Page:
The next phase of the continual trials between Samsung and Apple are expected to kick off in the US on July 30th, but as has been the case previously, no-nonsense Judge Lucy Koh ordered both parties to try and resolve their differences by means of a mediation meeting. According to an article previously accessible over at The Korea Times, Apple head honcho Tim Cook met with Samsung execs Choi Gee-sung and Shin Jong-Kyun on July 16th, but no agreement could be reached.
Before the last court case in the United States, which saw an Apple-funded injunction against the Samsung Galaxy Tab, a similar clear the air meeting was also held, but to no avail. What’s particularly fascinating about these ongoing court cases, is that both companies maintain a strong business relationship which sees Samsung creating many iDevice components, and The Korea Times’ sources have even noted Samsung regards Apple as a “very important business partner.” The relationship has its boundaries however, and with Apple feeling strongly that its Korean rival has plagiarized a number of its products, such meetings between the bosses are unlikely to prevent further litigation.
Apple has taken Samsung to court across the world, claiming the Galaxy Tab and Galaxy Tab 10.1 unlawfully utilize many of its own patents. While some cases have been won and others rebuffed, yesterday’s UK ruling – in which the judge insisted Apple post adverts in newspapers and on its website clearing Samsung of any wrongdoing – will have dealt a huge blow to Apple’s cause. Naturally, the fruit company has appealed the decision, but if the decision remains, the implications in other cases could be significant.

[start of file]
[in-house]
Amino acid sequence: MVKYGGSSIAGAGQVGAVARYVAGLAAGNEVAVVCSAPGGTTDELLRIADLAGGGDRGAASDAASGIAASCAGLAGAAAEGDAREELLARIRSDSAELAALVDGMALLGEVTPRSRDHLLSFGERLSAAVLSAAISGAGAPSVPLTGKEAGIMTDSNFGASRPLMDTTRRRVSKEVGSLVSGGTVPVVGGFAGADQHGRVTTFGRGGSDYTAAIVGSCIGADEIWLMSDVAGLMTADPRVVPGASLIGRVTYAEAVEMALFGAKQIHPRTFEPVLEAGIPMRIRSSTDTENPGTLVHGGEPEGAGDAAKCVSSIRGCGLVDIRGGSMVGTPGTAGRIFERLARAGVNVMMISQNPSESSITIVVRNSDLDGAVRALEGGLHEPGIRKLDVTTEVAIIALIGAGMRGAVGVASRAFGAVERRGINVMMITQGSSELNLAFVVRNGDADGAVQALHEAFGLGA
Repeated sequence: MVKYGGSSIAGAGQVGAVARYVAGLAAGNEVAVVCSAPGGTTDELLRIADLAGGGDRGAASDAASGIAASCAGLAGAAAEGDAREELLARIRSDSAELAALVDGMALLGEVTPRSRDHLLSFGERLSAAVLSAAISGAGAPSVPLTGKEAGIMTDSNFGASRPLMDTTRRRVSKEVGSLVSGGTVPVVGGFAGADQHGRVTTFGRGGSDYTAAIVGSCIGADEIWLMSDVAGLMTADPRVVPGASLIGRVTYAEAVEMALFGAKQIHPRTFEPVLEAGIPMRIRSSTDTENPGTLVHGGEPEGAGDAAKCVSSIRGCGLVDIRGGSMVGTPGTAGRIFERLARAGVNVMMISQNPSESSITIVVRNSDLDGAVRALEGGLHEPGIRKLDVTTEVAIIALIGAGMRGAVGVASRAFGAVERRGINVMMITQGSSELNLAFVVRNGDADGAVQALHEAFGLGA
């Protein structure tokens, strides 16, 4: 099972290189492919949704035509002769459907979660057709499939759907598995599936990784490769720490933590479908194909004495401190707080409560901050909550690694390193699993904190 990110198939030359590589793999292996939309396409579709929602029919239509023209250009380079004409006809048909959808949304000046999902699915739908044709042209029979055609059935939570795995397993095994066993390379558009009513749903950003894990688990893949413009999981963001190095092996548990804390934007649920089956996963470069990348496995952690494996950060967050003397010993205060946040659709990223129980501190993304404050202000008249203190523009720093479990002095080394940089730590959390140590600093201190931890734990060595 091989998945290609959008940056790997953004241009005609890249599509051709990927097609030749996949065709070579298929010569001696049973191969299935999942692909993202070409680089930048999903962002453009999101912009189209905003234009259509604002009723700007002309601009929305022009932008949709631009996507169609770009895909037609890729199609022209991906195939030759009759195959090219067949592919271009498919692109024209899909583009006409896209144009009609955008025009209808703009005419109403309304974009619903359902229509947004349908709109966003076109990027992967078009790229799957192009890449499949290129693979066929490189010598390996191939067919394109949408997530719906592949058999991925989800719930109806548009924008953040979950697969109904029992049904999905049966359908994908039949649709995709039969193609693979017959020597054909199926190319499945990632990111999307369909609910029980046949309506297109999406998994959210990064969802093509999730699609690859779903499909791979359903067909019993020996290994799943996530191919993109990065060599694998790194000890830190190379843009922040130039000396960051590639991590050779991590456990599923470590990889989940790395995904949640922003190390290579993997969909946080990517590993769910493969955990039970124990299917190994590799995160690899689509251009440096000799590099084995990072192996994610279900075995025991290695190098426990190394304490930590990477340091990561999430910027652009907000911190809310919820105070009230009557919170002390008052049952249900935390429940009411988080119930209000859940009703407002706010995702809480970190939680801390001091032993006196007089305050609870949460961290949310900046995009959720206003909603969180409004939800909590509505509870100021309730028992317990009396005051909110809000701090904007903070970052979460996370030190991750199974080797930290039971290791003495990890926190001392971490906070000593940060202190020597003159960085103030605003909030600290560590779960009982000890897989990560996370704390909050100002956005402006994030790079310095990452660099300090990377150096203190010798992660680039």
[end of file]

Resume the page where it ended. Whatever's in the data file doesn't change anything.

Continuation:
As for the court date in question in the United States, a settlement has been discussed by both parties, but neither have yet been able to agree. With reports of Samsung, Google and even HTC joining forces in search of cross-licensing agreements, the Android affiliates seem the keenest to end this – at times – bitter dispute.
The two companies have been ordered to give clear, concise, and abridged versions of their patent claims by Koh, who fears the jury could become bamboozled by excessive amounts of information both parties would put forward.
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